We are going to test Corsair Dominator Platinum memory kits in an LGA 2011 system built on Asus P8Z77-V Deluxe mainboard based on the newest Intel Z77 Express chipset. Since overclocking memory modules are primarily purchased by enthusiasts, we also used Intel Core i5-3570K processor overclocked to 4.5 GHz.
As a result, the complete list of hardware and software components in our testbed looked as follows:
- CPU: Core i5-3570X, overclocked to 4.5 GHz (Ivy Bridge, 4 cores, 6 MB L3);
- CPU cooler: NZXT Havik 140;
- Mainboard: ASUS P8Z77-V Deluxe (LGA 1155, Intel Z77 Express);
- Corsair Dominator Platinum CMD8GX3M2A1600C9 (2 x 4 GB, DDR3-1600, 9-9-9-28);
- Corsair Dominator Platinum CMD8GX3M2A1866C9 (2 x 4 GB, DDR3-1866, 9-10-9-27);
- Corsair Dominator Platinum CMD8GX3M2A2133C9 (2 x 4 GB, DDR3-2133, 9-11-10-27);
- Corsair Dominator Platinum CMD16GX3M2A2400C10 (2 x 8 GB, DDR3-2400, 10-12-12-31);
- Corsair Dominator Platinum CMD8GX3M2A2666C11 (2 x 4 GB, DDR3-2666, 11-13-13-35).
- Graphics card: Nvidia GeForce GTX 680 (2 GB / 256 bit GDDR5, 1006/6008 MHz);
- Drive: Intel SSD 520 240 GB (SSDSC2CW240A3K5);
- Power supply unit: Corsair AX1200i (80 Plus Platinum, 1200 W);
- Operating system: Microsoft Windows 7 SP1 Ultimate x64;
- Intel Chipset Driver 126.96.36.1995;
- Intel Management Engine Driver 188.8.131.528;
- Intel Rapid Storage Technology 184.108.40.2060;
- NVIDIA GeForce 306.97 Driver.
As we showed in our special review of the memory controller in modern LGA1155 CPUs, it is the operating frequency of dual-channel memory kits that has the biggest effect on the platform's performance. Therefore, increasing it above standard levels is the key feature of overclocker-friendly memory kits that helps ensure an additional performance boost.
Corsair’s Dominator Platinum series looks promising in this respect as they feature high-quality chips and efficient cooling. In fact, Corsair is known to endow its products with a large safety margin, so we can expect the Dominator Platinum series to be able to work at higher frequencies than their rated ones.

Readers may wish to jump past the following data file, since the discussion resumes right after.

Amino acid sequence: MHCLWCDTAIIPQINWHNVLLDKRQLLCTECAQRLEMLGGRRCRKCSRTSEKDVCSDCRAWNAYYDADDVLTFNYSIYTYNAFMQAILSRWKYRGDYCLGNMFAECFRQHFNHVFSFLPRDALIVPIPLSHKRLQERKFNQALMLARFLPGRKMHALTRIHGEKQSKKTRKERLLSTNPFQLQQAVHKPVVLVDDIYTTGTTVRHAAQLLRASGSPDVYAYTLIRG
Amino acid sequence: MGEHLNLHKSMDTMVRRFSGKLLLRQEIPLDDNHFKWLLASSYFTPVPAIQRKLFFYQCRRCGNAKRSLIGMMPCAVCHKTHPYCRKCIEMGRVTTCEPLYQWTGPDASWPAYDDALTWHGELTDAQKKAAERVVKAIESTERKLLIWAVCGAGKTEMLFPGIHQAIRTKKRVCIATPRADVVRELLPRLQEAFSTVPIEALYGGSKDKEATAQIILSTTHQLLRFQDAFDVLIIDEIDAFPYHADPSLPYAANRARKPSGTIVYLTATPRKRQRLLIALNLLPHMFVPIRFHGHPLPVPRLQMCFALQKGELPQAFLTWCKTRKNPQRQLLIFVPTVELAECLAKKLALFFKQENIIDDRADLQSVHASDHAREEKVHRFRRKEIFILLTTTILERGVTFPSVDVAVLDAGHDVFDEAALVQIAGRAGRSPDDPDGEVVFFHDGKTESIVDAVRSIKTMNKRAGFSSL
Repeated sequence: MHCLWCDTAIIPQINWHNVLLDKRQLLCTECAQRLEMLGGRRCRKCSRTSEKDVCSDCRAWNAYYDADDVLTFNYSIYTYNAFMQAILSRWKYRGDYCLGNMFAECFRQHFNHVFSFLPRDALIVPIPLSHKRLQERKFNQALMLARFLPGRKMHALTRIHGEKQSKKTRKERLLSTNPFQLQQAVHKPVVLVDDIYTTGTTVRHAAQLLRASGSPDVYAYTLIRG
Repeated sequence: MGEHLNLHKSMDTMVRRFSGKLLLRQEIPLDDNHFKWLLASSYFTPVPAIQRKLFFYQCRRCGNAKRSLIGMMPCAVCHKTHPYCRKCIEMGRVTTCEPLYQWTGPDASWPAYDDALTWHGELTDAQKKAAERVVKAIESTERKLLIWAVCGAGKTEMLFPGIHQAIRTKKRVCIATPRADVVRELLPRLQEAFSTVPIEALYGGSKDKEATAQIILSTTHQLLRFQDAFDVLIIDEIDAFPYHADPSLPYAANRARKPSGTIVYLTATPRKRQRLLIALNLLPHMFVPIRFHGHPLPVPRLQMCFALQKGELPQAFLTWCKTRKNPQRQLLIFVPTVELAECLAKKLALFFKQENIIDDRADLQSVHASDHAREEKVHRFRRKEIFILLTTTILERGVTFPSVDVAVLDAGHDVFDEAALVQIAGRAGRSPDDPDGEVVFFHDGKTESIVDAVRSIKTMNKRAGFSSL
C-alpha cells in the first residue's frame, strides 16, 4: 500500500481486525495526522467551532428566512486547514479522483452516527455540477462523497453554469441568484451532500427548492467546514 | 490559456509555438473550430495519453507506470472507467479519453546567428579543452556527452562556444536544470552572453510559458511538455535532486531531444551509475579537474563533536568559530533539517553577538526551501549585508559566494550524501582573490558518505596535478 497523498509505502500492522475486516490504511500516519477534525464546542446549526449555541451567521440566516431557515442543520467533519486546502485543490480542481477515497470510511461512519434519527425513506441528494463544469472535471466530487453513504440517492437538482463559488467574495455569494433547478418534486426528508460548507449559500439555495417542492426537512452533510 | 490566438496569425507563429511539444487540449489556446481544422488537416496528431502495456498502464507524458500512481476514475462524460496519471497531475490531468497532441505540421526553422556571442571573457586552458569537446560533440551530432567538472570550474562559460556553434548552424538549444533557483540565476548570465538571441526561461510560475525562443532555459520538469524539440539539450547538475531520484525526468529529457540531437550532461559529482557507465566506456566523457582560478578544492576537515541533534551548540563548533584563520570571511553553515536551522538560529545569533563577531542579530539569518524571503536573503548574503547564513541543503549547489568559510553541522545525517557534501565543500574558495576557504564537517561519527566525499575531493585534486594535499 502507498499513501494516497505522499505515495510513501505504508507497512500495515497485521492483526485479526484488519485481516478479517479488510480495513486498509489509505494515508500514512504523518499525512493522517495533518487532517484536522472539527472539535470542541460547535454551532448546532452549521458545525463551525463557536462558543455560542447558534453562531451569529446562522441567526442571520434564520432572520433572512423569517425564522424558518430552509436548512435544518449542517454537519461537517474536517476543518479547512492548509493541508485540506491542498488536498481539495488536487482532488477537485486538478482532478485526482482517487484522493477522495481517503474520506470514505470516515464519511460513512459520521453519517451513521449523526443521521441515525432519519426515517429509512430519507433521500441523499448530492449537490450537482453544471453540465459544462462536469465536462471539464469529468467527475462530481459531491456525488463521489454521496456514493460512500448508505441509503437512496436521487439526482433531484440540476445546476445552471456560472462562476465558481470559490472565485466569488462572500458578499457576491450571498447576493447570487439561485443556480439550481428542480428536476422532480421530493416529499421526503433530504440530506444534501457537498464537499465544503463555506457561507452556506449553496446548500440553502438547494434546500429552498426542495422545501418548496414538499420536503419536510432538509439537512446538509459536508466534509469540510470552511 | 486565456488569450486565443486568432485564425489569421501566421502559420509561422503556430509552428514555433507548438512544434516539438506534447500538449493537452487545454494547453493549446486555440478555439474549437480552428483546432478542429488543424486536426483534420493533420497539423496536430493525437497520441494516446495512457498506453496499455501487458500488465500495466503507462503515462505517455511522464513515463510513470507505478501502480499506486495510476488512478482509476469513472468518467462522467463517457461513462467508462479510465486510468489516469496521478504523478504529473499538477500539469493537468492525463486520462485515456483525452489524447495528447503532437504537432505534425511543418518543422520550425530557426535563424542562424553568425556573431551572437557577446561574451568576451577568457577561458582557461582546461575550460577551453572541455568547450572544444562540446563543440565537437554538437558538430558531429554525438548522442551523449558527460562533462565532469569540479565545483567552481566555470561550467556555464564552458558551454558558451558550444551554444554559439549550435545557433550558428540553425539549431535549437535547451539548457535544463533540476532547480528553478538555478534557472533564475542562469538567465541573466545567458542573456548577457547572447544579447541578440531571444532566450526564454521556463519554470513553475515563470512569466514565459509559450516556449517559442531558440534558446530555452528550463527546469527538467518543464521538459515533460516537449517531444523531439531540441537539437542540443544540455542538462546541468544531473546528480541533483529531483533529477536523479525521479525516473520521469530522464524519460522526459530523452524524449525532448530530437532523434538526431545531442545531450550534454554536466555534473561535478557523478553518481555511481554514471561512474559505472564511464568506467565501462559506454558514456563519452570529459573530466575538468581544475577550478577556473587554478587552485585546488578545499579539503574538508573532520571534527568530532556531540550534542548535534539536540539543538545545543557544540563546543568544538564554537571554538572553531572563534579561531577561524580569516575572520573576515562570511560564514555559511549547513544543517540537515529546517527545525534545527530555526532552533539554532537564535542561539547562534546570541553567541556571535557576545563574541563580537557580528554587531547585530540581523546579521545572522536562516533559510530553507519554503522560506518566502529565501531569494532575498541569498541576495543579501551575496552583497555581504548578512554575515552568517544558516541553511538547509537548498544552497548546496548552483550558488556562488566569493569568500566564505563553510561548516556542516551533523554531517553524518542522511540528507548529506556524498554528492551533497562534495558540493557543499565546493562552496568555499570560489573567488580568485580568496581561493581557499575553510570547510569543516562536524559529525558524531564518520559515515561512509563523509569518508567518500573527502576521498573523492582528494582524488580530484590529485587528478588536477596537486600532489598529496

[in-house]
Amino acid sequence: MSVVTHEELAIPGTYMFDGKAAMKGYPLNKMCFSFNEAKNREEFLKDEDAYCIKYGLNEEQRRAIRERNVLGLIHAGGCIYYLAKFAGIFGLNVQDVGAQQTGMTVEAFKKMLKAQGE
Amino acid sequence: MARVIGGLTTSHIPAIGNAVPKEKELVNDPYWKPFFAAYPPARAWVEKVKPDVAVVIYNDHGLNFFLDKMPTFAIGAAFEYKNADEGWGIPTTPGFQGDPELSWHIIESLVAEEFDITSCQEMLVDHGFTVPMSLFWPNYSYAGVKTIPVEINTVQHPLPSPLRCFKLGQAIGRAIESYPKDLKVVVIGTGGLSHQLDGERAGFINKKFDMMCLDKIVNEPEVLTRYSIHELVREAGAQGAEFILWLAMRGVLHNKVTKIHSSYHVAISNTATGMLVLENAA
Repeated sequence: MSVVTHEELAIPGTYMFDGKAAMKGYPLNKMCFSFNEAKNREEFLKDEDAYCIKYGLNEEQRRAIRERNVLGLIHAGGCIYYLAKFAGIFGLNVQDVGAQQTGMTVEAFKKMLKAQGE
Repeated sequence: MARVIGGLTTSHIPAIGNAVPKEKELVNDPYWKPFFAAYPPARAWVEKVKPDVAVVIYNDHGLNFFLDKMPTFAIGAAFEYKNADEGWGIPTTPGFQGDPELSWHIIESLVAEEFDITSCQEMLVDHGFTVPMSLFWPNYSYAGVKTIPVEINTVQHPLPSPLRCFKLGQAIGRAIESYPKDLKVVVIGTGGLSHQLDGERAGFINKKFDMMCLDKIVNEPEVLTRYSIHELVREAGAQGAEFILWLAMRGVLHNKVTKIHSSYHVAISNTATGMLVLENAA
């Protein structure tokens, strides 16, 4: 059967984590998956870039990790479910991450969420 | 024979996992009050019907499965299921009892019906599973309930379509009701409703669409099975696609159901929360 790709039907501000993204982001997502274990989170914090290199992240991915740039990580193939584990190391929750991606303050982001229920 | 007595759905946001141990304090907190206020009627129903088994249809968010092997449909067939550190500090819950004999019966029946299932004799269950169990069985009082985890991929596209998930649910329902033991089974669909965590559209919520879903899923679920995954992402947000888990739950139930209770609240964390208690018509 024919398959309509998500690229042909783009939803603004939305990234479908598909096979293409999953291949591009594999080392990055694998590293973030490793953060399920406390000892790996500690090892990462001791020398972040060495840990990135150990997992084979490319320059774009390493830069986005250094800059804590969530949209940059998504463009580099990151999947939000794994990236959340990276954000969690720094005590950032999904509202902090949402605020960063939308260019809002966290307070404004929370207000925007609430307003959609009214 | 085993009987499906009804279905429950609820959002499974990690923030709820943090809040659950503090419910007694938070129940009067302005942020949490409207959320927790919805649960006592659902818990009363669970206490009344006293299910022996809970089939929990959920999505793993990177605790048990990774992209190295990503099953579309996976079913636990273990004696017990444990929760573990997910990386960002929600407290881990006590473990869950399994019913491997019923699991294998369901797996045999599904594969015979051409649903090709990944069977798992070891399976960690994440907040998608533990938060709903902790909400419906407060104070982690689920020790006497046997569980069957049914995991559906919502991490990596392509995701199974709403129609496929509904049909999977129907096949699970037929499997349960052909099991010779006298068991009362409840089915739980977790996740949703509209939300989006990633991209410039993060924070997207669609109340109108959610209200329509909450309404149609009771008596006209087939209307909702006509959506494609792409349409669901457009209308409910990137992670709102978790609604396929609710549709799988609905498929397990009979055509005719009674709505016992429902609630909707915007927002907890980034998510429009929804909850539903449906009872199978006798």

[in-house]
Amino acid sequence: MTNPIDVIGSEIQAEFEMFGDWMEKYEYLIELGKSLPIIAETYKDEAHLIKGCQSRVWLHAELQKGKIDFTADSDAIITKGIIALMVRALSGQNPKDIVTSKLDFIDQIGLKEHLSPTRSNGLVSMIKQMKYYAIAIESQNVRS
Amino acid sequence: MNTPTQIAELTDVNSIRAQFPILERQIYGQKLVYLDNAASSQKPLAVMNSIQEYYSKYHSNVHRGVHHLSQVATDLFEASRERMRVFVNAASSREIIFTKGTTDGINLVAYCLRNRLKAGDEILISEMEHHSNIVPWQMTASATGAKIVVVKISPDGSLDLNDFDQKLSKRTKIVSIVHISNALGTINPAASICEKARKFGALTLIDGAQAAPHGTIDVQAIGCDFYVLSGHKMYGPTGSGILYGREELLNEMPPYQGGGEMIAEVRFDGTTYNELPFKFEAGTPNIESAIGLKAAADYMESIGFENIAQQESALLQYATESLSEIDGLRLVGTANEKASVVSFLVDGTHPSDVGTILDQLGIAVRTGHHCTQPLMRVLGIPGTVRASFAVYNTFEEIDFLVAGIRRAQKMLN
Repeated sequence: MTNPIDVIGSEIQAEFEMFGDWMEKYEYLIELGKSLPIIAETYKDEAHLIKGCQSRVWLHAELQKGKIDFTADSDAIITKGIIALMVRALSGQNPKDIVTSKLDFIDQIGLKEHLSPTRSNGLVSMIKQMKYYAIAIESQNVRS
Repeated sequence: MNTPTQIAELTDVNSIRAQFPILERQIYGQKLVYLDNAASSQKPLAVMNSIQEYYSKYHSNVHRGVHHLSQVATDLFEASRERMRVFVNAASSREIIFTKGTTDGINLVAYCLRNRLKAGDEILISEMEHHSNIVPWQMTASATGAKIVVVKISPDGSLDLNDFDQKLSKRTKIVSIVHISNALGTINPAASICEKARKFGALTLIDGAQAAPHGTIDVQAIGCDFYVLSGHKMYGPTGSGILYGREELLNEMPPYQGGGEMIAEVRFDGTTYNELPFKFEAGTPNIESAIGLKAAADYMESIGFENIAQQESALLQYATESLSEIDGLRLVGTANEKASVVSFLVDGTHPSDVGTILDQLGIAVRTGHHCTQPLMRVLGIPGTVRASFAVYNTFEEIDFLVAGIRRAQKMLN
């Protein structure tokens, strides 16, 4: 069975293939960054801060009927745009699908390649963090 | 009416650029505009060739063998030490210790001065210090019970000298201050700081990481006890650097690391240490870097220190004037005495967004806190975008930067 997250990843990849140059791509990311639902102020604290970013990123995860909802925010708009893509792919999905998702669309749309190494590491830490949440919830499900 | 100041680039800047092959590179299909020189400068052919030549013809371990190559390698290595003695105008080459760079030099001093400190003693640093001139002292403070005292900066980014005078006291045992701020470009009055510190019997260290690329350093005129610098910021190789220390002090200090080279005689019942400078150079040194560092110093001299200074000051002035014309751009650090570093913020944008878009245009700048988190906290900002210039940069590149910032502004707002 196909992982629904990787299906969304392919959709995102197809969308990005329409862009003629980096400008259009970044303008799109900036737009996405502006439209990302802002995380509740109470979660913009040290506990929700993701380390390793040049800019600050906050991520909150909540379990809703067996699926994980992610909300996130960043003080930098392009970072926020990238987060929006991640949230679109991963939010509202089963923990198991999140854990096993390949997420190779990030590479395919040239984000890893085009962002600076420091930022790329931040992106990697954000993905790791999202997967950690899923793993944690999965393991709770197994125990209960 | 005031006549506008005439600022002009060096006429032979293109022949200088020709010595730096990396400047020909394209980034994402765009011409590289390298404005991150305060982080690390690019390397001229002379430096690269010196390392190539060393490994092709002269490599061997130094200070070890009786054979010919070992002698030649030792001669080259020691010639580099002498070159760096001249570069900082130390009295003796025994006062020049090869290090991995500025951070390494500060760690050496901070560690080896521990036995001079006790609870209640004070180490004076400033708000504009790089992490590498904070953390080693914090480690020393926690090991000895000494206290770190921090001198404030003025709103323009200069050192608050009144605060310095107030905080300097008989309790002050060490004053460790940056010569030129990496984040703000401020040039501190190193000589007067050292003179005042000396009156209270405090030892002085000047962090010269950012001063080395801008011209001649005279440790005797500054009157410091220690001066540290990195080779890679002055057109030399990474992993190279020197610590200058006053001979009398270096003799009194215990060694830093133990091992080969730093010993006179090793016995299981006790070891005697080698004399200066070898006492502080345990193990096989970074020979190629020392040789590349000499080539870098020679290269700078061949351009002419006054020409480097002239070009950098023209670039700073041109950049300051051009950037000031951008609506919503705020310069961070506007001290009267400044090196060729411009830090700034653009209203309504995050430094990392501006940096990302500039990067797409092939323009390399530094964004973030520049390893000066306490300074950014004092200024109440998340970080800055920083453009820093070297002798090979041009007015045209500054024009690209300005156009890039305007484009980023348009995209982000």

Here’s our algorithm of testing the overclocking potential of DDR3 SDRAM:
- Memory voltage is increased to 1.65 volts which, according to Intel, is the maximum value that doesn’t lead to degradation in the memory controller’s performance. We also increase the VCCSA voltage to 1.0 volts, which should theoretically have a positive effect on the memory controller’s stability;
- Failsafe timings of 11-13-13-31-2N are selected to find out the highest frequency the memory kit is stable at;
- Using the maximum frequency we’ve found, we then look for the most aggressive timings at which the memory kit is still stable.
The stability of the memory subsystem is verified by 10 runs of LinX 0.6.4 AVX Edition using the whole memory amount and by an additional 1-hour-long check with Memtest86+ v4.20.
Corsair Dominator Platinum PC3-12800 C9 2x4 GB (CMD8GX3M2A1600C9)
Rated for DDR3-1600, the simplest Dominator Platinum product in this review turns out to have no overclocking potential. It cannot be stable even at 1800 MHz. The best we could do with our CMD8GX3M2A1600C9 was improve its timings from 9-9-9-24-2T to 9-8-7-24-1T. The clock rate could not be increased.
Thus, the DDR3-1600 Dominator Platinum kit is not really meant for overclockers. It can only be interesting for its modding and monitoring capabilities. If you want higher performance, you should look for more expensive and faster memory kits.
Corsair Dominator Platinum PC3-15000 C9 2x4 GB (CMD8GX3M2A1866C9)
The DDR3-1866 Dominator Platinum kit is not as dull as its DDR3-1600 cousin. It could be overclocked to DDR3-2000 but, unfortunately, not to DDR3-2133 mode.
Moreover, overclocking the CMD8GX3M2A1866C9 kit to 2000 MHz called for a considerable reduction in timings. In its default mode this memory has aggressive timings with a CAS Latency of 9, but in DDR3-2000 mode it is only stable with timings of 11-11-10-31-1T and voltage increased to 1.65 volts. It looks like the manufacturer carefully selects chips for its Dominator Platinum series not only to make sure they are absolutely stable in the specified operation mode. The chips seem to be sorted out in such a way that the best components are used in the most expensive products only.